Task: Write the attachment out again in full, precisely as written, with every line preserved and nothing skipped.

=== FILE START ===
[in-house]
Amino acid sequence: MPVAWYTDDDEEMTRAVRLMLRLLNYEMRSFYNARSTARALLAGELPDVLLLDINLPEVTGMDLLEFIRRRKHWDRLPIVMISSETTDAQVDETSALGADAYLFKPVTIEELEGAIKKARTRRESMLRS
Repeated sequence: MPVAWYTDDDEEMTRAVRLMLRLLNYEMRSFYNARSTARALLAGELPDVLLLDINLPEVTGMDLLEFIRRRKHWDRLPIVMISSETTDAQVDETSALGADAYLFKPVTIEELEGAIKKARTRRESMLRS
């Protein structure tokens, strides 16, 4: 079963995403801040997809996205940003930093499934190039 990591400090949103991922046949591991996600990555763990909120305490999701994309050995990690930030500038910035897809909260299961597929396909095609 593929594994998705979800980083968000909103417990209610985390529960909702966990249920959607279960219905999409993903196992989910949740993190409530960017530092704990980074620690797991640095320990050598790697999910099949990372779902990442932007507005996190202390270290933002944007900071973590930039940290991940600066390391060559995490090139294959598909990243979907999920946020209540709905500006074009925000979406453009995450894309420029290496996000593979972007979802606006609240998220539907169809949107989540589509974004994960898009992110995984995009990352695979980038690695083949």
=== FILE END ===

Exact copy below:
[in-house]
Amino acid sequence: MPVAWYTDDDEEMTRAVRLMLRLLNYEMRSFYNARSTARALLAGELPDVLLLDINLPEVTGMDLLEFIRRRKHWDRLPIVMISSETTDAQVDETSALGADAYLFKPVTIEELEGAIKKARTRRESMLRS
Repeated sequence: MPVAWYTDDDEEMTRAVRLMLRLLNYEMRSFYNARSTARALLAGELPDVLLLDINLPEVTGMDLLEFIRRRKHWDRLPIVMISSETTDAQVDETSALGADAYLFKPVTIEELEGAIKKARTRRESMLRS
């Protein structure tokens, strides 16, 4: 079963995403801040997809996205940003930093499934190039 990591400090949103991922046949591991996600990555763990909120305490999701994309050995990690930030500038910035897809909260299961597929396909095609 593929594994998705979800980083968000909103417990209610985390529960909702966990249920959607279960219905999409993903196992989910949740993190409530960017530092704990980074620690797991640095320990050598790697999910099949990372779902990442932007507005996190202390270290933002944007900071973590930039940290991940600066390391060559995490090139294959598909990243979907999920946020209540709905500006074009925000979406453009995450894309420029290496996000593979972007979802606006609240998220539907169809949107989540589509974004994960898009992110995984995009990352695979980038690695083949």